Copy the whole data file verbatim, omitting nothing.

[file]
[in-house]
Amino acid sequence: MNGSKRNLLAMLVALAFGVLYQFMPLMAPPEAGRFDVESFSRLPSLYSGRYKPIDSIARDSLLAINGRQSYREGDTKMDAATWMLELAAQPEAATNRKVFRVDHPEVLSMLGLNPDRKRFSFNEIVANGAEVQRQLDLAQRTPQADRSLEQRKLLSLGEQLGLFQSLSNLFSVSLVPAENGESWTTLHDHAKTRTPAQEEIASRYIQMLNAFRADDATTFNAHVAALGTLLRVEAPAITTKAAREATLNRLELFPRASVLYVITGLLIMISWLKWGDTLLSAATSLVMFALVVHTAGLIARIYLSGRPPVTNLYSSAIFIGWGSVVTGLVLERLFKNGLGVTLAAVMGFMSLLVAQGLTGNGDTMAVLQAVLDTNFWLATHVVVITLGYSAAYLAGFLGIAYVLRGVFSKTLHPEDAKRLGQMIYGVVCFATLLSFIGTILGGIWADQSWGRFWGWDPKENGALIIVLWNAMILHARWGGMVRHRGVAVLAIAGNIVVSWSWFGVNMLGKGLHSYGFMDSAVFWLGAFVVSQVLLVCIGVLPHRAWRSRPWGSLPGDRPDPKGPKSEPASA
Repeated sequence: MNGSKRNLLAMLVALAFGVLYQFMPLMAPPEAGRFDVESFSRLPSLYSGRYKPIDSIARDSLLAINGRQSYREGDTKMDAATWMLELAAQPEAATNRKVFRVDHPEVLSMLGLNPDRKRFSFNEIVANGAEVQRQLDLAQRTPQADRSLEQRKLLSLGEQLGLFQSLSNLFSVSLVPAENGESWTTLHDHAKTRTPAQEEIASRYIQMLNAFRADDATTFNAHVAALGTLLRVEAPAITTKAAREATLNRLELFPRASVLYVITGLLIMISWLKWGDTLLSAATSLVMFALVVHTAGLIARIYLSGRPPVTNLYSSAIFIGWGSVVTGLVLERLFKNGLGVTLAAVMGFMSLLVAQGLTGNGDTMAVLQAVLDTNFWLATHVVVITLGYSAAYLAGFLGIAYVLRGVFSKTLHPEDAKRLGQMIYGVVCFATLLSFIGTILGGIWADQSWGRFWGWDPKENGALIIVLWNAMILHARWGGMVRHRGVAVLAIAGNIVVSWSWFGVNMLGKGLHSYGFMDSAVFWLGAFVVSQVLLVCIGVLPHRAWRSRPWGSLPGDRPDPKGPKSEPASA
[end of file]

[in-house]
Amino acid sequence: MNGSKRNLLAMLVALAFGVLYQFMPLMAPPEAGRFDVESFSRLPSLYSGRYKPIDSIARDSLLAINGRQSYREGDTKMDAATWMLELAAQPEAATNRKVFRVDHPEVLSMLGLNPDRKRFSFNEIVANGAEVQRQLDLAQRTPQADRSLEQRKLLSLGEQLGLFQSLSNLFSVSLVPAENGESWTTLHDHAKTRTPAQEEIASRYIQMLNAFRADDATTFNAHVAALGTLLRVEAPAITTKAAREATLNRLELFPRASVLYVITGLLIMISWLKWGDTLLSAATSLVMFALVVHTAGLIARIYLSGRPPVTNLYSSAIFIGWGSVVTGLVLERLFKNGLGVTLAAVMGFMSLLVAQGLTGNGDTMAVLQAVLDTNFWLATHVVVITLGYSAAYLAGFLGIAYVLRGVFSKTLHPEDAKRLGQMIYGVVCFATLLSFIGTILGGIWADQSWGRFWGWDPKENGALIIVLWNAMILHARWGGMVRHRGVAVLAIAGNIVVSWSWFGVNMLGKGLHSYGFMDSAVFWLGAFVVSQVLLVCIGVLPHRAWRSRPWGSLPGDRPDPKGPKSEPASA
Repeated sequence: MNGSKRNLLAMLVALAFGVLYQFMPLMAPPEAGRFDVESFSRLPSLYSGRYKPIDSIARDSLLAINGRQSYREGDTKMDAATWMLELAAQPEAATNRKVFRVDHPEVLSMLGLNPDRKRFSFNEIVANGAEVQRQLDLAQRTPQADRSLEQRKLLSLGEQLGLFQSLSNLFSVSLVPAENGESWTTLHDHAKTRTPAQEEIASRYIQMLNAFRADDATTFNAHVAALGTLLRVEAPAITTKAAREATLNRLELFPRASVLYVITGLLIMISWLKWGDTLLSAATSLVMFALVVHTAGLIARIYLSGRPPVTNLYSSAIFIGWGSVVTGLVLERLFKNGLGVTLAAVMGFMSLLVAQGLTGNGDTMAVLQAVLDTNFWLATHVVVITLGYSAAYLAGFLGIAYVLRGVFSKTLHPEDAKRLGQMIYGVVCFATLLSFIGTILGGIWADQSWGRFWGWDPKENGALIIVLWNAMILHARWGGMVRHRGVAVLAIAGNIVVSWSWFGVNMLGKGLHSYGFMDSAVFWLGAFVVSQVLLVCIGVLPHRAWRSRPWGSLPGDRPDPKGPKSEPASA